Friday, November 20, 2009

SAUNDARANANDA 15.27: An Ignoramus Abroad (2), Jewel vs Clod

tyaktvaa ratnaM yathaa loShTaM
ratna-dviipaac ca saMharet
tyaktvaa naiHshreyasaM dharmaM
cintayed a-shubhaM tathaa

= = = = - = = =
= = = = - = - =
= = = = - = = =
= - = - - = - =

Again, just as he might leave the jewel

And carry from the jewel-island a clod,

So would one leave the dharma that leads to happiness

And cherish a wretched idea.

The dharma that leads to happiness (naiHshreyasaM dharmam) can be understood on many levels, like a big onion of many layers. The process of going deeper towards the centre of it seems to involve a lot of saying "Not that!" to superficial layers. At the level I am at this morning, and in the context of the previous verse, what leads to happiness might be truly being a human being. (But please, do not call it "humanism.") Later, all being well, I will look back and think "No, that wasn't it."

To think or to have an idea (cint), that thought or idea being unlovely, evil, or inauspicious (a-shubha), can also be understood on at least three levels:

Thinking unlovely thoughts is as nothing -- just in the act of waking up to the thinking of those unlovely thoughts, one has already caused those thoughts to evaporate.

Cultivating evil thoughts is more deeply problematic, because bad habits require more time and effort to drop off -- a few minutes, at least, of using the brain.

But over the course of a lifetime or many lifetimes a wretched idea or wrong conception tends to be more deeply problematic than anything -- because the most difficult things to get rid of are the ones that don't exist.

In this verse, as I read it on the basis of my experience in life hitherto, carrying away a clod of earth is not a metaphor either for thinking unlovely thoughts or for cultivating evil thoughts: it is a metaphor for cherishing a lousy idea. "Humanism" along with "Realism" and "True Buddhism" are examples that spring readily to my mind. "Keeping the spine straight vertically" is another one, leading to stiffening, fixing, and stunted/frustrated growth as a human being.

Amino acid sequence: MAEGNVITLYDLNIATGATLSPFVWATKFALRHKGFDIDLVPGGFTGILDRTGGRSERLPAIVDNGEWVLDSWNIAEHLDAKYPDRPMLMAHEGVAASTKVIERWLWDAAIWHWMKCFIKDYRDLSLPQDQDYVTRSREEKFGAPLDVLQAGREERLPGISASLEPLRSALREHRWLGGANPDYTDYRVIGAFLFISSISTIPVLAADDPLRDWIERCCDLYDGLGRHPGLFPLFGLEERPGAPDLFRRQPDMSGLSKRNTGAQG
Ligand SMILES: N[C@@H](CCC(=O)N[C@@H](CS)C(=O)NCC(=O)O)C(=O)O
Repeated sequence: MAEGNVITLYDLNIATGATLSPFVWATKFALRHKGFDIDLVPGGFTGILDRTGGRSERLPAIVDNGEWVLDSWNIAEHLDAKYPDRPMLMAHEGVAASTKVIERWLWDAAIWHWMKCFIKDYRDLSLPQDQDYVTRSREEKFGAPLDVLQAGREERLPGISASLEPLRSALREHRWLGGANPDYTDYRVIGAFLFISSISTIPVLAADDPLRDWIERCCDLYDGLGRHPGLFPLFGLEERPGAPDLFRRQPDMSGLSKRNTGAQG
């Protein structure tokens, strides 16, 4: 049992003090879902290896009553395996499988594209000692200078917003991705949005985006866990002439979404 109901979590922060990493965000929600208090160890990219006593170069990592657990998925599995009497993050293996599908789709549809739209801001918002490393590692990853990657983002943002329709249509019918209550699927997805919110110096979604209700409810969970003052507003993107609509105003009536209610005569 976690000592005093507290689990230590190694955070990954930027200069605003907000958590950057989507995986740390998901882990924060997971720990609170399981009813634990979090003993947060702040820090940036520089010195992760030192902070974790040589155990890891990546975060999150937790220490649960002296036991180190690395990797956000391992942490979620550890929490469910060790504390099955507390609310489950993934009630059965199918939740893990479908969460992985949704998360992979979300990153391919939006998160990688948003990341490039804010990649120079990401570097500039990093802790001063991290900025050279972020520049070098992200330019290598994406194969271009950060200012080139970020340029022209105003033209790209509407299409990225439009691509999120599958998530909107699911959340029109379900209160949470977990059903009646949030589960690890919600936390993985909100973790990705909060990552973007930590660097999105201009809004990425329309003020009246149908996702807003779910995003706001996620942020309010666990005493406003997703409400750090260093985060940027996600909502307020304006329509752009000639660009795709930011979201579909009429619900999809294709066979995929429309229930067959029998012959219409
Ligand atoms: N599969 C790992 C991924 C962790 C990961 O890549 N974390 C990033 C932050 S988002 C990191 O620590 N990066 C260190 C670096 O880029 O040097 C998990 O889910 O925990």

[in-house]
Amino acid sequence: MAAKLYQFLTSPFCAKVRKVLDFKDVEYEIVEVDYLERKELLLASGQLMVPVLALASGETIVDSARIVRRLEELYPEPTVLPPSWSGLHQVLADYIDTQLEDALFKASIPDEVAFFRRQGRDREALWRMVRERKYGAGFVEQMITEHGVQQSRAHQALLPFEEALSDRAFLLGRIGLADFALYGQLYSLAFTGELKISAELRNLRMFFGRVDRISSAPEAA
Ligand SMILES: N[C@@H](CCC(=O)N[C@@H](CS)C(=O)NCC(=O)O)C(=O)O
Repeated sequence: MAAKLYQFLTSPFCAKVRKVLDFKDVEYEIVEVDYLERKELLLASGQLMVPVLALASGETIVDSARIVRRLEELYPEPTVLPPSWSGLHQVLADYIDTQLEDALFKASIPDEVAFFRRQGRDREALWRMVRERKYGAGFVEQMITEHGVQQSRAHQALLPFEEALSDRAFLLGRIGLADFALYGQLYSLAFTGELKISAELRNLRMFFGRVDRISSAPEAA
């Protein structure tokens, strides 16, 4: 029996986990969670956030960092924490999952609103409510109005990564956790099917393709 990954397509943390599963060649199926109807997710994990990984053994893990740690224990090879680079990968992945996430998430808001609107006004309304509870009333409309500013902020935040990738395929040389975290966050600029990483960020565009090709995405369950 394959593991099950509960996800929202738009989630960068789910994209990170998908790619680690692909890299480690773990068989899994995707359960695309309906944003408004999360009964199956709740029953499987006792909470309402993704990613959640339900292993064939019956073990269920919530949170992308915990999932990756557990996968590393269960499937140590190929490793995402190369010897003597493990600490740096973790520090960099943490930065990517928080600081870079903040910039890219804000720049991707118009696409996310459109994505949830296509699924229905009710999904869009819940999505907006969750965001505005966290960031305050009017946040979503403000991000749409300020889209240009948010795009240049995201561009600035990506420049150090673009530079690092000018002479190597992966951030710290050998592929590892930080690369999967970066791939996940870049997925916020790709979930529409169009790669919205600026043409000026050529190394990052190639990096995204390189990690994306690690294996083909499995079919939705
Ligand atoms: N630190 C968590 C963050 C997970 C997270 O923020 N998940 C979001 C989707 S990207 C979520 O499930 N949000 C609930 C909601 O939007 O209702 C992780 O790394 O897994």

EH Johnston:
And the man who, passing over the Law that leads to final beatitude, should cultivate evil thoughts is like the man who should pass over the jewels and take away lumps of earth from a jewel-island.

Linda Covill:
And the man who thinks unlovely thoughts while forsaking the unsurpassable dharma is like a man who takes away clods of earth from a jewel-island but leaves the jewel behind.

tyaktvaa = abs. tyaj: to leave , abandon , quit
ratnam (acc. sg.) n. a jewel , gem , treasure , precious stone
yathaa: just as
loShTam (acc. sg.): mn. a lump of earth or clay , clod

ratna-dviipaat = abl. ratna-dviipa: a jewel-island
ca: and, again
saMharet = 3rd pers. sg. optative saM-√ hR: to take or fetch from (abl.)

tyaktvaa = abs. tyaj: to leave , abandon , quit
naiHshreyasam (acc. sg. m.): mfn. leading to happiness or future beatitude
naiH (vRddhi form of niH in comp): out of, away from ; without ; thoroughly
shreyasa: n. welfare , happiness , bliss (mostly ifc)
dharmam (acc. sg.): m. law, practice, teaching

cintayet = 3rd pers. sg. optative: cint: to think , have a thought or idea , reflect , consider ; to think about , reflect upon , direct the thoughts towards , care for (acc.)
a-shubham (acc. sg. n. or acc. sg. m.): mfn. not beautiful or agreeable , disagreeable ; inauspicious ; bad , vicious (as thought or speech); m. misfortune , harm , mischief
shubha: n. splendid , bright , beautiful , handsome (often f. voc. , shubhe , " fair one! " in addressing a beautiful woman) ; pleasant , agreeable , suitable , fit , capable , useful , good (applied to persons and things)
tathaa: so, likewise

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